Setting a rational sales goal, month to month, isn’t all that difficult. Making it happen isn’t all that difficult either, since it’s a rational goal. Here at Long Cool One Books, over the last three months, we’ve seen sales increases of ten percent or greater. It’s a kind of exponential growth, but like interest rates, whether you owe money, or you`re earning money on an investment, sales increases are compounded upon the previous month’s sales increase.
It is analogous and so the math works just fine.
Let’s assume you sold 100 books in December 2014. A ten percent increase would translate into 110 books as of January 31. That`s a straightforward, ten percent sales increase. By the end of February, you should be up to 121. It’s not ten more books a month, but ten percent more books per month. This results in sales of 132-point-something by March. There is a factor, and you can multiply Month One sales by that factor to project what sales might be in Month Twelve, if in fact you meet your sales goals, month-by-month, for an entire year.
The factor, using simple interest compounding techniques as a substitute for sales compounding, is 2.138428377. Simply put, if you can meet your ten percent sales-increase goal, month on month for twelve months, then you will be selling 213.8 books the next January for every 100 books you are selling this January. Ten percent increases are a form of exponential growth.
The math is pretty simple and here`s another link.
“Each week, her goal was to drop time in her races--not win, but beat her own personal best. Sometimes she only cut one-tenth of a second from her previous performance, but it was an improvement nonetheless and worth celebrating.”
This is exactly what we`re trying to do. This is why I go swimming, and try to see how far I can go. This is also why by the end of the season I can go farther than in the beginning of the season—I`m in training, and I`m keeping track accurately, and I`m trying to beat my personal best.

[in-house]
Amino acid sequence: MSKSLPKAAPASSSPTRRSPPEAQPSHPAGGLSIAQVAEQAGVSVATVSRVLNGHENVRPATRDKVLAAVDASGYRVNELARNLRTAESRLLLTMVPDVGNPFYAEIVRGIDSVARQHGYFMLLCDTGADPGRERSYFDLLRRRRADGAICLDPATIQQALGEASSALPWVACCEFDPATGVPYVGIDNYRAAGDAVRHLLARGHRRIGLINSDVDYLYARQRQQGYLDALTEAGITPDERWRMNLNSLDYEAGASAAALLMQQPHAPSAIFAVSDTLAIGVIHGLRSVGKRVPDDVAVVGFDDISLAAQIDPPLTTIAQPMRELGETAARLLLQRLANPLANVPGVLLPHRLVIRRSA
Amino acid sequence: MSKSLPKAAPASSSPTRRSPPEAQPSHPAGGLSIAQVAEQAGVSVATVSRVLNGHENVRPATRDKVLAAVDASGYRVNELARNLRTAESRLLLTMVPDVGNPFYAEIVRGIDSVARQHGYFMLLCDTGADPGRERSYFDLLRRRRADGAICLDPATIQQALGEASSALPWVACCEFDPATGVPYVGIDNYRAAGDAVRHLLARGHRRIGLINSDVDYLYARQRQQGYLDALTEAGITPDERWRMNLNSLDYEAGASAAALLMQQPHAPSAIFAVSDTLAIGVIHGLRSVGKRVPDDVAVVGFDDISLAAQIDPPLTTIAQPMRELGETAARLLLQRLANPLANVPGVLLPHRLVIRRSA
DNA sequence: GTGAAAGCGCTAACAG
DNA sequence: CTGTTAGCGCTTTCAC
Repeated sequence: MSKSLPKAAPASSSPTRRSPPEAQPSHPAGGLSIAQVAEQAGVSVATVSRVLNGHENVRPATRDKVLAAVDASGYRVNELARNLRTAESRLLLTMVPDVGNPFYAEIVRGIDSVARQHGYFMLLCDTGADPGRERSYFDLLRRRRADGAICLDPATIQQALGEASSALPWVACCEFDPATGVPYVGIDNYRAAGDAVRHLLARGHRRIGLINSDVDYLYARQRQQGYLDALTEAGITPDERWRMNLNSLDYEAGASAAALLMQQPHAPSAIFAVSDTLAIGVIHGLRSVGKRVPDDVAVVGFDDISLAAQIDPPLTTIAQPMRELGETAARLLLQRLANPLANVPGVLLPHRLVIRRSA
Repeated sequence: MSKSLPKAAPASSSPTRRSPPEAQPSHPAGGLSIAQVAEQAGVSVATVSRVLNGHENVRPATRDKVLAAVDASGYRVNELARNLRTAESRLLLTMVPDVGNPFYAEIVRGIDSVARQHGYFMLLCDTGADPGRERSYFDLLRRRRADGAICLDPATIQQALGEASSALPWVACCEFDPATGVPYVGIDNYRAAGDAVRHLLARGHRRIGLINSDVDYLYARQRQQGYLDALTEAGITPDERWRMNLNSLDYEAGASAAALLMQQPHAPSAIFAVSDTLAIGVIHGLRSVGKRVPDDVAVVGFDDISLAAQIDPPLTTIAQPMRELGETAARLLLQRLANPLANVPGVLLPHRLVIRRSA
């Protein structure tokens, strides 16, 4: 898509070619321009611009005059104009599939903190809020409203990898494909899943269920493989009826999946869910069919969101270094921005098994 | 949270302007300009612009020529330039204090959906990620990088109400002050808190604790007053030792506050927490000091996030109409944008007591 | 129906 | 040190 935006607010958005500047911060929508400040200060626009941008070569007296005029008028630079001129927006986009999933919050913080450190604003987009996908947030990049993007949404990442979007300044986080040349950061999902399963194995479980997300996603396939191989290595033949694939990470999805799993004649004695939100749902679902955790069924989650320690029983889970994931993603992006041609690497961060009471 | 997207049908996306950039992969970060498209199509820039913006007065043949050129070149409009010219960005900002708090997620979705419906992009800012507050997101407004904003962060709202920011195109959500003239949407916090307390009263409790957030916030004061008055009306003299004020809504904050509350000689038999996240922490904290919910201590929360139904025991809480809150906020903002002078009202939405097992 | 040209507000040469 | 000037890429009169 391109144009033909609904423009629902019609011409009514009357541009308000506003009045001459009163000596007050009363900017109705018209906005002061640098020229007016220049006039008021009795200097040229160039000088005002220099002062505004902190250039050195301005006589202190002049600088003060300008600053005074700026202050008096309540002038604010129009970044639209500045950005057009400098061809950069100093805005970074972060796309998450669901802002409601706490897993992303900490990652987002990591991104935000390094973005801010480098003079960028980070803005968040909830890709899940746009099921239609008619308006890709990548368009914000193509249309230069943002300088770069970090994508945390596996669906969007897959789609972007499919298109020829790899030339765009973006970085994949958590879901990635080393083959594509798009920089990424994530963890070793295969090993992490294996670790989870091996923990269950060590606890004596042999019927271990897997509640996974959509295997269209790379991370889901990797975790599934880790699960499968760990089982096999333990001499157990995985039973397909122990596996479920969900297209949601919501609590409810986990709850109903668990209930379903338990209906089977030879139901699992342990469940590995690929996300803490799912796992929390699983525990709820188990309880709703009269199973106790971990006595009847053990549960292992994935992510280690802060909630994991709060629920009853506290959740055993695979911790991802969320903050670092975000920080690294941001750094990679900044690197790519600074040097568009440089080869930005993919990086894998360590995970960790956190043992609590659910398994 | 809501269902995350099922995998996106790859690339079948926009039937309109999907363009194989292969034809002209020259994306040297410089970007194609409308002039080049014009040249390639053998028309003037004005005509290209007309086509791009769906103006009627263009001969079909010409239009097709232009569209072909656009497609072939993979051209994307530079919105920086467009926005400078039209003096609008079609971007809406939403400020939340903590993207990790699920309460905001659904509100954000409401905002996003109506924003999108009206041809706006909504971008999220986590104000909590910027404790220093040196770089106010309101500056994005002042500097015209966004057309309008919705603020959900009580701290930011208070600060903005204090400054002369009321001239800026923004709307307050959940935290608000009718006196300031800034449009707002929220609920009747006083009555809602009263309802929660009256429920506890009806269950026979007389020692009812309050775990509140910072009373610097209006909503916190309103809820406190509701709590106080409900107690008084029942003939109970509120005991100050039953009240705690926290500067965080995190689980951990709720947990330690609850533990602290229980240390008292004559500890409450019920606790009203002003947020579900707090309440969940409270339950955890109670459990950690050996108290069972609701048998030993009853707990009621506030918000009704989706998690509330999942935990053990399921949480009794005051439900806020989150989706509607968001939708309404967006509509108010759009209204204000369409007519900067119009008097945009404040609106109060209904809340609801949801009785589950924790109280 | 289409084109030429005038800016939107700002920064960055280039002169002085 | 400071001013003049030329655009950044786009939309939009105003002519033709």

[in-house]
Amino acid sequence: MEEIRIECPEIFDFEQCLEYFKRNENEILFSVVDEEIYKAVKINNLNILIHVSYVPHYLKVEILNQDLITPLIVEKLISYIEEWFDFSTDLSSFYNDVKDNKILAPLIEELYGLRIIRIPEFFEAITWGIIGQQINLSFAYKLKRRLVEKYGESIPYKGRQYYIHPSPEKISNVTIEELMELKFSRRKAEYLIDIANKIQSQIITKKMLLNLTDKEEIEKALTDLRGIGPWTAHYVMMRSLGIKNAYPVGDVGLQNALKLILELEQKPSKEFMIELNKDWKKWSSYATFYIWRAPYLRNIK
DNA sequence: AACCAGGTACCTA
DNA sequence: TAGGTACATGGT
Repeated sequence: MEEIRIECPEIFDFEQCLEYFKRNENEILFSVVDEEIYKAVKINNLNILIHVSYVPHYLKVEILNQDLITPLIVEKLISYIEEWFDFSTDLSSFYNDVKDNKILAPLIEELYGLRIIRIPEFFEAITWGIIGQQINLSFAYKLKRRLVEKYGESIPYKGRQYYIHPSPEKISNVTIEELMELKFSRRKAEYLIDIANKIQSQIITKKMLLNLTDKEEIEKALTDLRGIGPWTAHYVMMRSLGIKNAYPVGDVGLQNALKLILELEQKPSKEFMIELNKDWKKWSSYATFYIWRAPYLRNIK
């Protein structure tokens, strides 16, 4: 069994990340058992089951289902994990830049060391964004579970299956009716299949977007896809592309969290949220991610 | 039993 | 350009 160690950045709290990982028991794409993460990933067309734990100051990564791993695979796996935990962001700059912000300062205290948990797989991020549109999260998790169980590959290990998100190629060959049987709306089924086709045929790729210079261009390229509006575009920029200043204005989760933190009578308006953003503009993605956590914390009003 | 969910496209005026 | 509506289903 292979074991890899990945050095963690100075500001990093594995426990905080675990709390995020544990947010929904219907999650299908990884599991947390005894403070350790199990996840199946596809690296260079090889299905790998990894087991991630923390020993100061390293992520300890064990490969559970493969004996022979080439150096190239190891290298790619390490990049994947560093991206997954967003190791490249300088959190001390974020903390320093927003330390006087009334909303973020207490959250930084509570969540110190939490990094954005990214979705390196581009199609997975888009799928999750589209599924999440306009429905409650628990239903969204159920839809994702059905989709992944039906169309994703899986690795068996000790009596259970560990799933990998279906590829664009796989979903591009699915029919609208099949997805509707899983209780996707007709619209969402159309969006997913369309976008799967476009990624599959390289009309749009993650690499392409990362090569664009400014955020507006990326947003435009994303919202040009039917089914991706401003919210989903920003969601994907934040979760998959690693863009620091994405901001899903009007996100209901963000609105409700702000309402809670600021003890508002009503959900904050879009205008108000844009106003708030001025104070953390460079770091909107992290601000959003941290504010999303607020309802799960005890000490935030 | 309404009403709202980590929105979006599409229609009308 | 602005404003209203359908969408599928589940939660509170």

So our goal here for the month of September isn`t so much to attract a literary agent. Our goal here is not to make the New York Times Bestseller List. We know very well we`re not likely to release a novel and sell 100,000 copies. We`re unknown, but we`re also independent.
It is our greatest strength.
We don`t give a shit about any of that. What we want to do is to take last month`s (August, 2015), sales total and increase it by ten percent. That`s all, ladies and gentlemen. That`s all, ladies and gentlemen, month after month. We just have to keep going—that`s all.
In July, we sold 362 books. In August, 395 books. For September, we`re hoping for about 450 book sales across a bunch of platforms, all of which have strengths and weaknesses, and which must be treated on an individual basis. It is true, that a traditional publisher wouldn`t be interested in these kinds of numbers. They have a long tooth-to-tail ratio. For every book I sell, they would have to sell a thousand, maybe even ten thousand books just to break even.
They are no better at business than you or I.
The thing is, after twenty years on a disability pension, I really can`t succumb to that sense of entitlement and turn my nose up at a couple of hundred books a month. Especially since I`ve been seeing sales grow lately, when everyone else is blogging doom and gloom, everyone else is writing about the Top Ten Thousand Mistakes You Amateur Newbie Author`s Make, and WHY YOU`RE NEVER GOING TO BE VALIDATED BY SOMEONE IMPORTANT.
(There really shouldn`t be an apostrophe there in authors, Louis. – ed.)